The topic to be presented by the Sirius Project deals with a comparison of Graeco-Roman quarry markings/symbols and marks found on contemporary magical gems. Our abstract reads as follows:

The Sirius Project’s Abstract

Using Graeco-Roman amulets and gems as a starting point for comparison and stylistic identification this paper deals with the exoteric and esoteric value (s) of magical signs located in the Egyptian sandstone quarries of Gebel el-Silsila. While individual signs on talismans have been recognized by generations of scholars for their magical connotations, those of Egyptian stone quarries have been dismissed as so called masons’ marks, believed to signify workman groups or individual contractors. A second, now disregarded theory was put forward by early archaeologists such as Georges Legrain, suggesting a linguistic application: “It is by forming a sort of Corpus of the inscriptions that we shall be the better enabled to arrive at the conclusion that these singular characters are probably not simply stone-workers’ marks, but are real characters which have served to transcribe a foreign language that the future may perhaps enable us to understand” (Legrain, G., ‘Inscriptions in the Quarries of el Hosh’, Society of Biblical Archaeology 1906, 25f.).


Overview of main quarry in Silsila East. ã The Sirius Project

Overview of section of quarries in Silsila West. ã The Sirius Project
 
Here referred to as ‘symbols’ in accordance with the semiotic terminology, we would like to present a third option based on the comparison with magical amulets, being contemporary with the quarry symbols. We suggest a most similar magical function, as did Sir Arthur Evans when interpreting symbols located on Minoan palaces at Crete. As such, this paper will present a variation of quarry symbols documented personally in situ, individual and in groups, as well as symbols located on temple structure and as graffiti. The images and results presented are included in an ongoing project aiming to catalogue and analyze these symbols for the first time in a comprehensive form. The symbols are studied according to an interdisciplinary approach, combining the concepts of classicism, Egyptology and Art History with an iconographical and semantic analysis of form and appearance and an iconological and hermeneutic analysis of meaning and function. Based on a classification system, which establishes a typology, the aim is to explore the symbols’ fundamental function and cultural position in the society. The aim is also to identify the person or group (the creator) behind the symbols in order to reassess the question of a possible wider continuum of usage. Therefore this paper functions as an introduction to the research project rather than a completed corpus. This paper will include also a brief comparison with the British medieval templar church of Garway indicating a continuation of styles and function into a new historical and religious era, thus including also a wider cultural spectrum of application.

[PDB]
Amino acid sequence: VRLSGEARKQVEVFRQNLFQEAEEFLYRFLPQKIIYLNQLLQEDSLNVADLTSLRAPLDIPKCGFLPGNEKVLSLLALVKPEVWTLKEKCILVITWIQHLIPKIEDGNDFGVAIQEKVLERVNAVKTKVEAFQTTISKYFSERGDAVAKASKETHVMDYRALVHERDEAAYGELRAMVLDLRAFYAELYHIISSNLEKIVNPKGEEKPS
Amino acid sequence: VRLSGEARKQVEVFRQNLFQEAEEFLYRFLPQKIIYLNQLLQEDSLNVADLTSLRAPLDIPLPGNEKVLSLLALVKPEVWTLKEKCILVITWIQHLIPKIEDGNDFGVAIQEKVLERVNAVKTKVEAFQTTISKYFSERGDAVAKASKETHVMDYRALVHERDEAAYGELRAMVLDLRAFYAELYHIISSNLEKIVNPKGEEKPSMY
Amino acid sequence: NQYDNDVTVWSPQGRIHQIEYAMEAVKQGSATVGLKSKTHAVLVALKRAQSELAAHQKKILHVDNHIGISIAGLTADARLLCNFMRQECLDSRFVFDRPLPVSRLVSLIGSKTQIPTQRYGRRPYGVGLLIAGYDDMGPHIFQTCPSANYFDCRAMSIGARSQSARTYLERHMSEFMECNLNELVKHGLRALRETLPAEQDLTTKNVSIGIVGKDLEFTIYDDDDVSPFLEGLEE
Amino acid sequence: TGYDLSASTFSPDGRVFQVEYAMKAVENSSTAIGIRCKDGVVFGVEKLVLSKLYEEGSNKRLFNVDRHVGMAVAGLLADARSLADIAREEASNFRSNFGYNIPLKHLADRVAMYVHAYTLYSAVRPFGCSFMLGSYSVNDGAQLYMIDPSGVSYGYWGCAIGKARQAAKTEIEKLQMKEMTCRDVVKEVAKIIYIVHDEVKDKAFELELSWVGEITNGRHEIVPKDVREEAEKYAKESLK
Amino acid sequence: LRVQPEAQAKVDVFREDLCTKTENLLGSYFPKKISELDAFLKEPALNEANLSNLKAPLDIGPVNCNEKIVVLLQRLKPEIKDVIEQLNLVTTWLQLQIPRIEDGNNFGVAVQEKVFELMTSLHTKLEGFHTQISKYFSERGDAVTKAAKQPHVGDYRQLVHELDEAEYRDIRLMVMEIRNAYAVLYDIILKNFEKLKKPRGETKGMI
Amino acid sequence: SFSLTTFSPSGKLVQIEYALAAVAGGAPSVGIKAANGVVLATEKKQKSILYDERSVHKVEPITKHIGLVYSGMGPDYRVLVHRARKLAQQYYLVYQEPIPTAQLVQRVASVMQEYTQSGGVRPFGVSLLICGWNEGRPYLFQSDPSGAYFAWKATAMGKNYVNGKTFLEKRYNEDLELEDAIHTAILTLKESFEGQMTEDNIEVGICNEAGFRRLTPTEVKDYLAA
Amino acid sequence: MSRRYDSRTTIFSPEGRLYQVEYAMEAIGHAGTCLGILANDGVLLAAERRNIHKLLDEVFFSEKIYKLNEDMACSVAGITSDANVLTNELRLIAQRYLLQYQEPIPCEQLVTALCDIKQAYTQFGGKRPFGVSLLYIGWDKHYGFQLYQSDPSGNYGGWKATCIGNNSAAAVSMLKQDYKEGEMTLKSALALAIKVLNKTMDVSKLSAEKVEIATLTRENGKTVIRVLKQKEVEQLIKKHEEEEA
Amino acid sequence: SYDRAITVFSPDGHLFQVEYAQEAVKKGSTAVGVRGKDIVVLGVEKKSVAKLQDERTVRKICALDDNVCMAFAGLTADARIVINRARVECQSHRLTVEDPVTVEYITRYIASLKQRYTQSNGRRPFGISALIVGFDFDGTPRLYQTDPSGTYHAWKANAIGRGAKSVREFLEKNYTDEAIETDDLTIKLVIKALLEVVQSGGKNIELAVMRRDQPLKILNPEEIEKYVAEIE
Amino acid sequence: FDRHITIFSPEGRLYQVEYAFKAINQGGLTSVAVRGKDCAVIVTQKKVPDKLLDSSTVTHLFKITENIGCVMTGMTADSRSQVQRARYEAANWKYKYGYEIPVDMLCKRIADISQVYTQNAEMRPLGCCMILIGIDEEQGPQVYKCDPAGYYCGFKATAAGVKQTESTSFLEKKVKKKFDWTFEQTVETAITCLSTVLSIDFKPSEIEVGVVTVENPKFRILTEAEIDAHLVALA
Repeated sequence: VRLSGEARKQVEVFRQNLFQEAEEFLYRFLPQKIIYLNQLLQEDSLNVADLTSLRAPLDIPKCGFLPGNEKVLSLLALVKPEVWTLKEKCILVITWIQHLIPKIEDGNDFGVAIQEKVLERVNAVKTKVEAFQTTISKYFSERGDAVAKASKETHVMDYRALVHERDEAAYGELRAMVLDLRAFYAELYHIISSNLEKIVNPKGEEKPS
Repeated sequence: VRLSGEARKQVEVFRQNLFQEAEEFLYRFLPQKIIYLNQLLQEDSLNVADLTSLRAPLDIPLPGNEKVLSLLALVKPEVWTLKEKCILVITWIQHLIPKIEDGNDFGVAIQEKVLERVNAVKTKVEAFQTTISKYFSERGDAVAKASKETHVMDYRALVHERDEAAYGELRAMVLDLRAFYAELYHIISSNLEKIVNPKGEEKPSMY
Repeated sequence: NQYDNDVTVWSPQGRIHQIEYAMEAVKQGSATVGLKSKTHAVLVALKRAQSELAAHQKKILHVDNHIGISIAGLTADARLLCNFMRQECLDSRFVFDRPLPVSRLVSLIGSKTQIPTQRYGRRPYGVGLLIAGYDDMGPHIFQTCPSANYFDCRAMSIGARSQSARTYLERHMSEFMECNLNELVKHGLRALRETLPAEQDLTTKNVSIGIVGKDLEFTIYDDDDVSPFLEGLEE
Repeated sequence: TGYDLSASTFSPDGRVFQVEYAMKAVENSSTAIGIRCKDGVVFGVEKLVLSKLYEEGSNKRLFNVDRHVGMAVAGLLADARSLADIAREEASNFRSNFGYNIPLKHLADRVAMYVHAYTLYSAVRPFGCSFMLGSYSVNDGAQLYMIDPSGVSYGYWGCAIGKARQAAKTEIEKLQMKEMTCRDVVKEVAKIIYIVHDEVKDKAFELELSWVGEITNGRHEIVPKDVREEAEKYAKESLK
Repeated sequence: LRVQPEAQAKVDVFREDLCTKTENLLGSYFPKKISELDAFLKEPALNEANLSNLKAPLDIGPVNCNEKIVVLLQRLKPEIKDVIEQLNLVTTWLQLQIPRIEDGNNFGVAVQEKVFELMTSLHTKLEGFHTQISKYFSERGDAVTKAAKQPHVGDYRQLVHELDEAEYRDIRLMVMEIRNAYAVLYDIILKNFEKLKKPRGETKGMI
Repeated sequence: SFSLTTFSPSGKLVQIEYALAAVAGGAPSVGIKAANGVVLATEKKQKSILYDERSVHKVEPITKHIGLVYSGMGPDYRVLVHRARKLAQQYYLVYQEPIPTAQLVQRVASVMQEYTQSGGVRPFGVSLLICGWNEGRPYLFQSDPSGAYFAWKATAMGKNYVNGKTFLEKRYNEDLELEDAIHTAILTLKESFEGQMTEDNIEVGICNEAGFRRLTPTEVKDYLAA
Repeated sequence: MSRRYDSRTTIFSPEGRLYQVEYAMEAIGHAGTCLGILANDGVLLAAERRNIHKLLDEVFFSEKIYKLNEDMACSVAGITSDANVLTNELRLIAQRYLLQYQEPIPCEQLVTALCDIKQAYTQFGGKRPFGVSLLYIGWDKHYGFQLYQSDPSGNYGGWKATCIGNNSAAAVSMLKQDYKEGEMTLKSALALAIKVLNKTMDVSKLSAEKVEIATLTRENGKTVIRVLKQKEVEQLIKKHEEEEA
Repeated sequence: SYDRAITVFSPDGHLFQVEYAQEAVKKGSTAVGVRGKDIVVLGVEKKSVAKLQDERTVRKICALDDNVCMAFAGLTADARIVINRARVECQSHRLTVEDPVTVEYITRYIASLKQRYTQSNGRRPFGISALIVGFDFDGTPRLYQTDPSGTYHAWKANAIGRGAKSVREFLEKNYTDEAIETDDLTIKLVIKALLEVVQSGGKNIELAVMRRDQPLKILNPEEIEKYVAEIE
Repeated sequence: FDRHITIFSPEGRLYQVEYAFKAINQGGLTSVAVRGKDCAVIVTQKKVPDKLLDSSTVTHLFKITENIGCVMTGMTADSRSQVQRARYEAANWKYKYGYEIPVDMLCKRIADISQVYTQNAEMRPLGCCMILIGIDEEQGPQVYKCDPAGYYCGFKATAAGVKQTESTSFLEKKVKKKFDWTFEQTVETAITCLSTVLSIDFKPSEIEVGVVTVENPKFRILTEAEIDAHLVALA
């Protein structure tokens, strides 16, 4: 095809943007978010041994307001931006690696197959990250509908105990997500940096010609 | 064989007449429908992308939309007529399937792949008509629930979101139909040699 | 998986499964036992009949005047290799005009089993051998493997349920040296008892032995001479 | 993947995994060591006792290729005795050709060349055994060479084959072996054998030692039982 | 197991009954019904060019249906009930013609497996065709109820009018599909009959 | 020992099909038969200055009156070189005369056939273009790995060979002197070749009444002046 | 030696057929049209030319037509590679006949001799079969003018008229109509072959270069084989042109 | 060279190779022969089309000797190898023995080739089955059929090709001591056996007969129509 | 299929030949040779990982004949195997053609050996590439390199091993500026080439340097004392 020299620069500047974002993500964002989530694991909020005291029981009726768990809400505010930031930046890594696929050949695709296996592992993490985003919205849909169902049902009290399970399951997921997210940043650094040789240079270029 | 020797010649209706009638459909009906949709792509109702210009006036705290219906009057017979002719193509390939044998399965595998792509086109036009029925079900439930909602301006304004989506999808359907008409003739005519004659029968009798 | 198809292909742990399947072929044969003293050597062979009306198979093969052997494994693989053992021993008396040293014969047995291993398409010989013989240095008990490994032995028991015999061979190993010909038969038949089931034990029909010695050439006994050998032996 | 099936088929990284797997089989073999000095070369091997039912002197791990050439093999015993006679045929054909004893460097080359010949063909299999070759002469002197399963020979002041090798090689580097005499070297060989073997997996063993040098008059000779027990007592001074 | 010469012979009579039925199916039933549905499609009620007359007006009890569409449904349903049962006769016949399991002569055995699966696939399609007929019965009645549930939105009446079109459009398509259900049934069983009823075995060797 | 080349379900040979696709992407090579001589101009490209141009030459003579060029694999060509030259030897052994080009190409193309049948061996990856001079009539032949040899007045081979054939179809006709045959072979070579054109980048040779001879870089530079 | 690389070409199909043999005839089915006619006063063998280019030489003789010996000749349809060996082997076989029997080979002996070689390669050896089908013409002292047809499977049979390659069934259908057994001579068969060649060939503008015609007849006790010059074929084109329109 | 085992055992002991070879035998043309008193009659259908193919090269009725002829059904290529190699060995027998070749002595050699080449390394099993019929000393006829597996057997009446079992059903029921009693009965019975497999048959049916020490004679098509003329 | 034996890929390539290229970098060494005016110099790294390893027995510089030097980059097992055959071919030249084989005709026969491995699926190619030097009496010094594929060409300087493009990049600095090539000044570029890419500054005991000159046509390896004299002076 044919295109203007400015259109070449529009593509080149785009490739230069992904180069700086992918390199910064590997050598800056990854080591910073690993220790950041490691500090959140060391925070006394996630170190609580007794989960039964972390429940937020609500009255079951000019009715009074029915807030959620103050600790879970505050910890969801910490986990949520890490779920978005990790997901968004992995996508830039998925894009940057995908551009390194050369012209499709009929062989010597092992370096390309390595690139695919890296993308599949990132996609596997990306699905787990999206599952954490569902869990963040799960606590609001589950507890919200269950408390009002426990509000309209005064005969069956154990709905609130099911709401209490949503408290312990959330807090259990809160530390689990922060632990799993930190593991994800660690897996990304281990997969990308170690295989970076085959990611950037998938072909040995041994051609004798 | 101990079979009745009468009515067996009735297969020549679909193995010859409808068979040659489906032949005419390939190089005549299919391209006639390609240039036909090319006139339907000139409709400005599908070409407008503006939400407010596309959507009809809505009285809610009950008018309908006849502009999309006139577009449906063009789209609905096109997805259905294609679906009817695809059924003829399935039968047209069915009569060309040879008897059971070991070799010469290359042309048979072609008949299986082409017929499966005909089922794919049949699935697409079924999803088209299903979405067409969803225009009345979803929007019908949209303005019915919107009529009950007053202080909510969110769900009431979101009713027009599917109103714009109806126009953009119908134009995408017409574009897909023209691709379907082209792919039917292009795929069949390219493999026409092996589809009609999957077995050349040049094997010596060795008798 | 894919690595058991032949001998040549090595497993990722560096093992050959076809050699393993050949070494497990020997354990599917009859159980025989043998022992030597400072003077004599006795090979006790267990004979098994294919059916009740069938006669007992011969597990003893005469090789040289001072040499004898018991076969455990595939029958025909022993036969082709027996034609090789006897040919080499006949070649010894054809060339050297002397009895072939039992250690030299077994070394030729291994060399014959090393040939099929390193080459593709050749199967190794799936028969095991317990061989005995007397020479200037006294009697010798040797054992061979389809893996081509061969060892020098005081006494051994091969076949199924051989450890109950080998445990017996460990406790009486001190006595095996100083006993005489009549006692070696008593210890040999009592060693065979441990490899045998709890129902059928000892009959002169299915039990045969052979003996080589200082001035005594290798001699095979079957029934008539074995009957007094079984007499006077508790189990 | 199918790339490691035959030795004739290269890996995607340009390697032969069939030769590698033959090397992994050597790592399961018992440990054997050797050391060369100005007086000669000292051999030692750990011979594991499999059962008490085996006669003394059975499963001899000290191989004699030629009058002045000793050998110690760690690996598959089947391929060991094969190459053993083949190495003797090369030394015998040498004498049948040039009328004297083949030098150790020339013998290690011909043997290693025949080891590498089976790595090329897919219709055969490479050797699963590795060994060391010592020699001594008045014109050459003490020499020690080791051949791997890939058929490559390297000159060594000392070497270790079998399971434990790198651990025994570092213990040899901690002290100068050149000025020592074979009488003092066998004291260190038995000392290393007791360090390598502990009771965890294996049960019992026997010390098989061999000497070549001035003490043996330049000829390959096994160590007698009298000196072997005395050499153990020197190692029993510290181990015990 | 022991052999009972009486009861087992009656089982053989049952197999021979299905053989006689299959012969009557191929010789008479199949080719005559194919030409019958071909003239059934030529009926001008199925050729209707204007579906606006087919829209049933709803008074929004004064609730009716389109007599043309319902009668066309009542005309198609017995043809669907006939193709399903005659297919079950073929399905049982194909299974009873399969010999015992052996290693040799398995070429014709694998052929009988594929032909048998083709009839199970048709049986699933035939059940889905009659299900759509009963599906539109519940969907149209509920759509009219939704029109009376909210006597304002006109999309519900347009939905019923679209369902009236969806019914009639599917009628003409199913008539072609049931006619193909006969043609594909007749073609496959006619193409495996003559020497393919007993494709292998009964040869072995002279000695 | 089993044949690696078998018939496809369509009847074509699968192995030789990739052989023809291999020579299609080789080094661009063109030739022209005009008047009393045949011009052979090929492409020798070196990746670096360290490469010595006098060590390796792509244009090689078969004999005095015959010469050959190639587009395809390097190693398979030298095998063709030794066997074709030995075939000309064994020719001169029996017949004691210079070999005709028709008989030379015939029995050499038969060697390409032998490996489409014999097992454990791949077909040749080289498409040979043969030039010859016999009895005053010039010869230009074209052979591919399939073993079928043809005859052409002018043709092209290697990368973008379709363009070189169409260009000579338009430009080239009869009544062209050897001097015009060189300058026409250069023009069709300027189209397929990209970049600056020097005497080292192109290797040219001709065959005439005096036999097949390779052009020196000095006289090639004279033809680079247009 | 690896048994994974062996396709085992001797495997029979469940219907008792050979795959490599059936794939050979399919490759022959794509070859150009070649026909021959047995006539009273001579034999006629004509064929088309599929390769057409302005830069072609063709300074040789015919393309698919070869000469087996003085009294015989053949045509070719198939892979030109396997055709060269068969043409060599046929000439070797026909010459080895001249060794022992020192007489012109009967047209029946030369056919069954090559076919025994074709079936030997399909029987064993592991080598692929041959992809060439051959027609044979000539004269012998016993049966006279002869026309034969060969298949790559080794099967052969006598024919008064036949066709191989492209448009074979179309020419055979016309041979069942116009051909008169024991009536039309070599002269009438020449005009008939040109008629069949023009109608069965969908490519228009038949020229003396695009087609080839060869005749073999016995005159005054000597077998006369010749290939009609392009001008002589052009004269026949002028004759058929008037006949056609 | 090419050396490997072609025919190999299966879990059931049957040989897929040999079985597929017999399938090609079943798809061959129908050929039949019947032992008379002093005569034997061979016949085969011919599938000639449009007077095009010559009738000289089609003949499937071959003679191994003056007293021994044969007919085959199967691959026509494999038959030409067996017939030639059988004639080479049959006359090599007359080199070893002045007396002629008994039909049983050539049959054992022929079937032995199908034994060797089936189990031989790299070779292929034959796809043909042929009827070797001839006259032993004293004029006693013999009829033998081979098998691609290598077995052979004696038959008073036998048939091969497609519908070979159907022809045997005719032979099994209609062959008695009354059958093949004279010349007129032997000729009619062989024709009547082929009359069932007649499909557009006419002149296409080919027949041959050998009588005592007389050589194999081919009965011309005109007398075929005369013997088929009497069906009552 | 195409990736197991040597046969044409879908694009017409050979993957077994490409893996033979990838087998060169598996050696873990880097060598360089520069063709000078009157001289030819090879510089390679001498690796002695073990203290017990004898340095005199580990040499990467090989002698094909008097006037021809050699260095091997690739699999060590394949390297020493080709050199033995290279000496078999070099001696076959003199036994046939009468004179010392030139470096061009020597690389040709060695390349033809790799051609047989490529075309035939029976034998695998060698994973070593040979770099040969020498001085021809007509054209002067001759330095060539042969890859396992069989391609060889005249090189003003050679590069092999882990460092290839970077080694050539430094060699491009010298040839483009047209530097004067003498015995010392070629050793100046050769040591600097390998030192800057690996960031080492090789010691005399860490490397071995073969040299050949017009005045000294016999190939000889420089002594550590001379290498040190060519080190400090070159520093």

Quarry symbol (star) at Elephantine Island. ã The Sirius Project
Quarry symbol (trident) at Elephantine Island. ã The Sirius Project
 
Quarry symbol (swastika) at Philae. ã The Sirius Project

Group of quarry symbols at Nag el Hammam. ã The Sirius Project.

Quarry symbol (lotus) at Silsila West ã The Sirius Project.

Quarry symbol (lotus) and pilgrims' gouges at Silsila West ã The Sirius Project.

Quarry symbols and graffito Sarapis at Silsila West ã The Sirius Project.